If all of the connections between the sensors and the server are on your own infrastructure, this is fine (perhaps you have a management VLAN specifically for this purpose, for example). There is however another use case I can think of, where we like to use a slightly different method of sensor-to-server communications.

NSM As A Service?

Let’s say you’re in the business of selling NSM to clients, either short-term (“help me understand what’s on my network”) or long-term (“please be our NSM operators in return for huge bushels of cash”). This will probably involve dropping off SO sensor boxes on customer networks and having them all report in to an SO server back at base. The SO sensors will probably be behind the customer’s NAT and firewalls, but this doesn’t matter, the comms will still work. The network of sensors will look a bit like this:

This particular use case isn’t without issue, though – here is where I think that a slightly different approach to the underlying SO infrastructure has value. Consider the following:

  • The Sguil interface shows you that one of the agents on one of the sensors is down. How do you ssh in to fix it if the sensor is behind someone else’s NAT and firewalls? How do you even know which Internet IP address you should use to try?
  • You suspect one of the sensors is under excessive load. It’d be great to install an snmp agent on the sensor and point Munin at it to try and find the stressed metric. Again, how do we contact the sensor from back at base?
  • You want to implement a custom information flow from the sensor back to the server. You need to think about the security of the new flow – can you implement another autossh tunnel? What if the flow is UDP (e.g., snmp-trap)?
  • One of the sensors is reported lost or stolen. How can you easily stop it from connecting back to base when it’s possibly now in the hands of threat actor du jour?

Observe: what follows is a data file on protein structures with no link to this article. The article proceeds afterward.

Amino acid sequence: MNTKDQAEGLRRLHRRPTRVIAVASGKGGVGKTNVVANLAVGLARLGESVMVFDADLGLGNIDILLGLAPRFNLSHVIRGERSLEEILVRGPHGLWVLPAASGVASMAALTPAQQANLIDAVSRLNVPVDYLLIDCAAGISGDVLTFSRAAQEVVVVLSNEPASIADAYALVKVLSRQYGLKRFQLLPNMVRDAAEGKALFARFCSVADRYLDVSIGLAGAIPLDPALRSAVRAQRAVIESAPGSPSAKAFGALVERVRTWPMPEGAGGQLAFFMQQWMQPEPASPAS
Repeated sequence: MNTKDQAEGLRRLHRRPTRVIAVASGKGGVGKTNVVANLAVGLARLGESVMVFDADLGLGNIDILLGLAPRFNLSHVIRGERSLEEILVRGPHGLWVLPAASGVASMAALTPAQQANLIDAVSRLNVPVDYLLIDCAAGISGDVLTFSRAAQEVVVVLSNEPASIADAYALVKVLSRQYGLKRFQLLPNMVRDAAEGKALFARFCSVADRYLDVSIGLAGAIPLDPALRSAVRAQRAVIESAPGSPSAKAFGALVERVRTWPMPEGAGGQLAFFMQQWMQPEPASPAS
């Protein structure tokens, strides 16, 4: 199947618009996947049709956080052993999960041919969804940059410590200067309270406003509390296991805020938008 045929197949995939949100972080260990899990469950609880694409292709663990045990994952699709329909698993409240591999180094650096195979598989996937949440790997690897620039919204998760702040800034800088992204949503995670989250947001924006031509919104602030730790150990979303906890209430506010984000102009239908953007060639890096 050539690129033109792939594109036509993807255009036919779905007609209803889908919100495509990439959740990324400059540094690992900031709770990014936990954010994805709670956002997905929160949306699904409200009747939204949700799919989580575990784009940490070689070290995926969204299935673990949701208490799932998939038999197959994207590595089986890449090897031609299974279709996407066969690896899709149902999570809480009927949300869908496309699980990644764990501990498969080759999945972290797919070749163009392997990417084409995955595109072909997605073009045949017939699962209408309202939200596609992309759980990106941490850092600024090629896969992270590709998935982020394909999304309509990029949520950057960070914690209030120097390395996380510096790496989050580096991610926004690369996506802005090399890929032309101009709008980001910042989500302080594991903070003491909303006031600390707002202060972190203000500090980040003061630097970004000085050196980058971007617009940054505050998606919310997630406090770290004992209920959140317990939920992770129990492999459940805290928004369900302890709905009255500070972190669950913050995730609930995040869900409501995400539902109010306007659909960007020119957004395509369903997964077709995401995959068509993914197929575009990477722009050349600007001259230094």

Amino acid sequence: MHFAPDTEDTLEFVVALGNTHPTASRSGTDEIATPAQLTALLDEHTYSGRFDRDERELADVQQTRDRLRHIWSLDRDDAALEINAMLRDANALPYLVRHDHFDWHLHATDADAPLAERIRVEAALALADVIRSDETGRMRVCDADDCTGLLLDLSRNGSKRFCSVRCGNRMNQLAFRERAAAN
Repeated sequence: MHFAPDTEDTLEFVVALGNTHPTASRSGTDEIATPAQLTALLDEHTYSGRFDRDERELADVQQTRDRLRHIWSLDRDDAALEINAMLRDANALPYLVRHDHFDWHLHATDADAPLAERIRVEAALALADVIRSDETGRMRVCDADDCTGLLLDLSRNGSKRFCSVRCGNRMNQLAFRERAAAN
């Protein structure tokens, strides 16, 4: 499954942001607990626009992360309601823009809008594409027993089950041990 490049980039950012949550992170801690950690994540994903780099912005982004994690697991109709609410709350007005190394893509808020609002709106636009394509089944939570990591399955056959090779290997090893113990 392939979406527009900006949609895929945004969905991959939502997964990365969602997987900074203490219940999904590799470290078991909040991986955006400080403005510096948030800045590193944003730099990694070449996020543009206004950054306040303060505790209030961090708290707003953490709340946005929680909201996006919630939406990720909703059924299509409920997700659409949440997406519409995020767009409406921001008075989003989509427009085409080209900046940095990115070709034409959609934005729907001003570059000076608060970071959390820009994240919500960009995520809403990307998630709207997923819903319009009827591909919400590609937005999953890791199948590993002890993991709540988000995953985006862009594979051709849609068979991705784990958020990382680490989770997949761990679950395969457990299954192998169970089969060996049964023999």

One possible answer is to build a custom “underlay” network to carry all of the traffic between SO sensors and the server, catering for existing flows and anything else you think of in the future. As a side benefit, the sensors will all have static and known IP addresses, and contacting them from the server will be no problem at all.

Virtual Private Onions

We’ll accomplish this by using OpenVPN to create a secure, privately- and statically-addressed cloud that the sensors and server will use to talk to each other (sorry for using the word “cloud”!). Take our starting point above, showing our distributed sensors at client sites behind client firewalls. By “underlaying” the SO comms with an OpenVPN cloud we’ll end up with is something like this:

The client’s firewalls and NAT are still there, but they’re now hidden by the static, bi-directional comms layer provided by OpenVPN. The sensors all talk over the VPN to the server at; the server in turn is free to contact any of the sensors via their static addresses in the subnet.


I don’t intend for this to be a HOWTO; I want to wait until people tell me that what I’m proposing isn’t a galactic waste of time and completely unnecessary! Conceptually, it works like this:

The SO Server takes on the additional role of an OpenVPN server. Using OpenVPN’s “easy-rsa” feature, the Server also becomes a Certificate Authority capable of issuing certificates to itself and to the sensors.

OpenVPN gives the SO Server a routed tun0 interface with the IP address (note routed – if we wanted to, we can give other subnets back at base that are “behind” the Server access to the SO Sensors via the VPN).

The Sensors become OpenVPN clients, using certificates from the Server to mutually authenticate themselves to it. The Sensors know to point their OpenVPN clients at the static Internet-facing IP address of the server back at base, getting a tun0 interface and a static IP address out of in return.